A happy new year?

Do not pursue what is illusory – property and position: all that …can be confiscated in one fell night.

Printing schedules being what they are – and Christmas being what it is – I’m writing this some weeks ahead of publication. Still, I don’t think I’m taking too much of a punt in assuming that the financial state of all our affairs will be pretty much the same mid-January as it was mid-December. (Or slightly worse, taking the traditional Christmas spend into account).

And, in the spirit of Christmas, it’s often nice to think of how things are affecting other people too, especially those in more unfortunate circumstances.

That irritating friend of a friend, for example, the one with the £48,000 BMW and the job in the City who never stops going on about how much money he makes and how much his house cost.

The lady you overhear at the gym, who’s got 20 buy-to-let properties in “up-and-coming areas” plus several in places the budget airlines fly to and who believes in “making debt work for you”.

The couple across the road who treat their house like a piggy-bank, constantly re-mortgaging it so they could go on ever more exotic holidays, wear the latest designer togs and replace their kitchen every two years.

The elderly couple who don’t believe in buying things until they’ve saved up enough to afford them and who are funding their retirement from their pension annuities and a lifetime of savings.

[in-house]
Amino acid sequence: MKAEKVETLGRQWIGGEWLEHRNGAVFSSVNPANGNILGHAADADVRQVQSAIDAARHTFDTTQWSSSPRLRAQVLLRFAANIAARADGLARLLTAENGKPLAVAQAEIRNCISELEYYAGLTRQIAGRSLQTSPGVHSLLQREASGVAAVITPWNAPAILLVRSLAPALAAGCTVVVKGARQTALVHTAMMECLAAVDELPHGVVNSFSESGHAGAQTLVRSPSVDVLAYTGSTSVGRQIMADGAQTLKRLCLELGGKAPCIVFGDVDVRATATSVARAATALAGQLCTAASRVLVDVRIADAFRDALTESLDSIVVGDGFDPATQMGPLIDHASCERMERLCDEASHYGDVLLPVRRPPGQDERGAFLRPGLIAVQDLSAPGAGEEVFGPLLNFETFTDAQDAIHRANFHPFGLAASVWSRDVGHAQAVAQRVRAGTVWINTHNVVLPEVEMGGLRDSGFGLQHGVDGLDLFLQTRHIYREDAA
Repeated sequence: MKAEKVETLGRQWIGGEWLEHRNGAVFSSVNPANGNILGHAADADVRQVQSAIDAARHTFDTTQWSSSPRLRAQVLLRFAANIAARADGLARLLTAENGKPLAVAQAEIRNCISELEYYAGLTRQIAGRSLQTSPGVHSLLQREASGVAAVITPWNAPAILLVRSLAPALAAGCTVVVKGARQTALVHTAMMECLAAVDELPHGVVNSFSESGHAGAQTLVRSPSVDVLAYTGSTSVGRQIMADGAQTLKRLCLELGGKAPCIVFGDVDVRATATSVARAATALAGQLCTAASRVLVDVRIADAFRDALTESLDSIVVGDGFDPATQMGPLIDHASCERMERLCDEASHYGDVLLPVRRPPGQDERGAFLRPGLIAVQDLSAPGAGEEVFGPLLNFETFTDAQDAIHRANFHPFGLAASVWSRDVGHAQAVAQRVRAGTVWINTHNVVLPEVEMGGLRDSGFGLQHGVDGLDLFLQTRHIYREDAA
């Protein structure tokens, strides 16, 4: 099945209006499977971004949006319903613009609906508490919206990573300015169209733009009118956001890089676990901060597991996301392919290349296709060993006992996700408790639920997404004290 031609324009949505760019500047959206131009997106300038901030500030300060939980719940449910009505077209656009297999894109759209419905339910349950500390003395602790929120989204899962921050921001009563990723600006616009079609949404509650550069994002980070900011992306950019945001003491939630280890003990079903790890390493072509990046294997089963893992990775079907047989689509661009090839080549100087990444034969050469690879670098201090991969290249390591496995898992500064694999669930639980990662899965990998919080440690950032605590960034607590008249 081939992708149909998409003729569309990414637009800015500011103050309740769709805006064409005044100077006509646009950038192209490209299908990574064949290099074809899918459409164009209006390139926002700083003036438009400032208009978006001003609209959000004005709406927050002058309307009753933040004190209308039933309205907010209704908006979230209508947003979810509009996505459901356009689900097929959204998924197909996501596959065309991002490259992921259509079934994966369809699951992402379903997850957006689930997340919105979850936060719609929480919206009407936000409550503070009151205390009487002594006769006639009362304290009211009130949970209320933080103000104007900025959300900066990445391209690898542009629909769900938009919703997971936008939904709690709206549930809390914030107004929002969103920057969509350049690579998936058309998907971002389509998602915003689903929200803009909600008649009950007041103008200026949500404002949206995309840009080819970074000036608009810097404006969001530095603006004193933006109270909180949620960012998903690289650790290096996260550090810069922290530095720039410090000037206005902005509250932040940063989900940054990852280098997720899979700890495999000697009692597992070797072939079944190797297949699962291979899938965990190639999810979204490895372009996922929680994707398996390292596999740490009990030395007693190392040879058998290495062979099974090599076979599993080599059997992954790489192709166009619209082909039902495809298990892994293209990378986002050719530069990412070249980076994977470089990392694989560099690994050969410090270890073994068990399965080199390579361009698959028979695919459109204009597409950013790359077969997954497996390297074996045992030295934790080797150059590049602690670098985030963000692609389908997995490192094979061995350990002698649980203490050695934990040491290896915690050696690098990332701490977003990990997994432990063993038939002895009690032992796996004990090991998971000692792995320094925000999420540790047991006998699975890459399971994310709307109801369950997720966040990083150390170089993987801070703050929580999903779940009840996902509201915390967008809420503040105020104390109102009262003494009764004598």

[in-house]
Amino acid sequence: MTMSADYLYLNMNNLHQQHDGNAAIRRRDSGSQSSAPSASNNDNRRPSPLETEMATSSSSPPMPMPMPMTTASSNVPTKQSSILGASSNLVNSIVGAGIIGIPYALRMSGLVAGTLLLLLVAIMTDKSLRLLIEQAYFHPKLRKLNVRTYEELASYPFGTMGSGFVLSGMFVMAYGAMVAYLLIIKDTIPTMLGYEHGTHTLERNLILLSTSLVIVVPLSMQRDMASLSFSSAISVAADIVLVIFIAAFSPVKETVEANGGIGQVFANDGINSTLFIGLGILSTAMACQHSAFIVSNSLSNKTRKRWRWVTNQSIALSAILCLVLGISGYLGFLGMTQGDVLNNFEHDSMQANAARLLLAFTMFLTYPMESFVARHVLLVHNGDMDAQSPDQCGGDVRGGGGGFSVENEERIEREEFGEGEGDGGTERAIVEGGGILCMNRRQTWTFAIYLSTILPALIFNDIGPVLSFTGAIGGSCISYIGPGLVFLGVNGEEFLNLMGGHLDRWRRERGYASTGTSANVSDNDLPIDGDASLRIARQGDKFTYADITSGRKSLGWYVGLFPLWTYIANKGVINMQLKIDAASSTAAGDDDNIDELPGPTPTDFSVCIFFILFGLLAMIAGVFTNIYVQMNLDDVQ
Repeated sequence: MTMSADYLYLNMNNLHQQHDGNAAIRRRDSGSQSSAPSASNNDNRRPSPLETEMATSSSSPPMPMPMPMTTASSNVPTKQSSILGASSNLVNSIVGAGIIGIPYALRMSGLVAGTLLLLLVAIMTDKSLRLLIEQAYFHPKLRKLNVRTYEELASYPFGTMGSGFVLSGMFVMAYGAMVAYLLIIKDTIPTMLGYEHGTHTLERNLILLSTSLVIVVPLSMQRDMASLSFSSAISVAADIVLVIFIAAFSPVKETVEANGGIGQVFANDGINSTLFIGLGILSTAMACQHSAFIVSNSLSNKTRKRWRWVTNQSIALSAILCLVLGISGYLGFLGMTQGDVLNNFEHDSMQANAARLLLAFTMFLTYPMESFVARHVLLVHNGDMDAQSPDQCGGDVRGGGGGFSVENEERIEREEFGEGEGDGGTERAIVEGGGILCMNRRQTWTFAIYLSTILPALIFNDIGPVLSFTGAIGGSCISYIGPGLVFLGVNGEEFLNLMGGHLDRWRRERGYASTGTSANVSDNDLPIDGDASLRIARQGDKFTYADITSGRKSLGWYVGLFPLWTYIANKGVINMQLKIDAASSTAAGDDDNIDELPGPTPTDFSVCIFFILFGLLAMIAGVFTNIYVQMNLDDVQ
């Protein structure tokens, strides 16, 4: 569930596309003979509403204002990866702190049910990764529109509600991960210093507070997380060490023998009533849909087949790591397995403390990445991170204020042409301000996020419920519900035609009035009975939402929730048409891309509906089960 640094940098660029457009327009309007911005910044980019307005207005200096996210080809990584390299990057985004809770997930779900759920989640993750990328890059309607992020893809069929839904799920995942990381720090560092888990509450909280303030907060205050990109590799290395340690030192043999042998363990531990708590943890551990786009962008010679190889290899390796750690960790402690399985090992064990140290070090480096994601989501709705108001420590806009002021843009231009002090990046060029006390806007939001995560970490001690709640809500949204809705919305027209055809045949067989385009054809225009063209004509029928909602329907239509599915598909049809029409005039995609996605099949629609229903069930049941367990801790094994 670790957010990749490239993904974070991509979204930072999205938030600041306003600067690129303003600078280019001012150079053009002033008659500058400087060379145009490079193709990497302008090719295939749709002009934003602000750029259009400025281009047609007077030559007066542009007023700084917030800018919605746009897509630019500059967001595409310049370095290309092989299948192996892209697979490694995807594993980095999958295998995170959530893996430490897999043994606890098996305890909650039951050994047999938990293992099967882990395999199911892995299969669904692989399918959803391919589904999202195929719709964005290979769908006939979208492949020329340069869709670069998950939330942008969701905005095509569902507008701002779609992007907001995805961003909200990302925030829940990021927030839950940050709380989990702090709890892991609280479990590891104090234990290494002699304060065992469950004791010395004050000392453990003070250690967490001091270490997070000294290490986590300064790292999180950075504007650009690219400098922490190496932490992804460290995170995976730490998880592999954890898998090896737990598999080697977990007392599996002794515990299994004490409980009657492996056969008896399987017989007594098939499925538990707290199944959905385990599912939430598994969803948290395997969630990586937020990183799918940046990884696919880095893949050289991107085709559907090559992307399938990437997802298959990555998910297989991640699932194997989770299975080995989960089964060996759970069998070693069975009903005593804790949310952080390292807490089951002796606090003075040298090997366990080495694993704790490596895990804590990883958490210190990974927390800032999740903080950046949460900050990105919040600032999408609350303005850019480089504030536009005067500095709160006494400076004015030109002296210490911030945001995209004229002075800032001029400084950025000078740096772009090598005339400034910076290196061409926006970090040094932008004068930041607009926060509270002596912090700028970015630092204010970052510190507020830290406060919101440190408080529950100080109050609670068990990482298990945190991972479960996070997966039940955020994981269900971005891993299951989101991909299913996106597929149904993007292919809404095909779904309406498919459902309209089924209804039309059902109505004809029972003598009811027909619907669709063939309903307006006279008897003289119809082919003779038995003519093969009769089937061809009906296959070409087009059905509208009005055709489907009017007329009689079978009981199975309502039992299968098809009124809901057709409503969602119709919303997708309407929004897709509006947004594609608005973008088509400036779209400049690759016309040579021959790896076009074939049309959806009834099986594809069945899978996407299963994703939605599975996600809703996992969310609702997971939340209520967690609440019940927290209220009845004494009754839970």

The bank bloke’s huge mortgage is now crippling him, the lease payments on the BMW aren’t helping and he can’t sell it because it’s worth a tenth of its original cost. Plus, the half a million quid bonus he was counting on was in bank shares, which are now more or less worthless.

The lady from the gym has 18 properties without tenants, on the market and none of them are shifting.

The couple with the cash-cow house are wondering whether or not to hand back the keys and have swapped Ocado deliveries for Lidl carrier bags and Harvey Nicks for TK Maxx.

The elderly couple have seen the income from their savings plummet while their gas and electricity bills soar inexorably.

We’re in this mess because bankers were in too much of a rush to lend too much money to people who couldn’t really afford it and who spent it on things they didn’t need. The trouble is, those people who didn’t buy into the spendaholic culture, who did the sensible thing and saved for a rainy day, are now suffering just as much as everyone else, arguably more.

The government’s response to a crisis that was started by too much borrowing and spending seems to be to borrow themselves in order to encourage us to spend even more, with no real ideas of how to get the housing market moving again.

To cap it all, I’ve just seen an advert for a bank which is pushing its impartial budgeting service to customers. Stable door and horses anyone?

This comment appears in BMJ’s January issue. To comment, login here

About Fiona Russell-Horne

Group Managing Editor across the BMJ portfolio.

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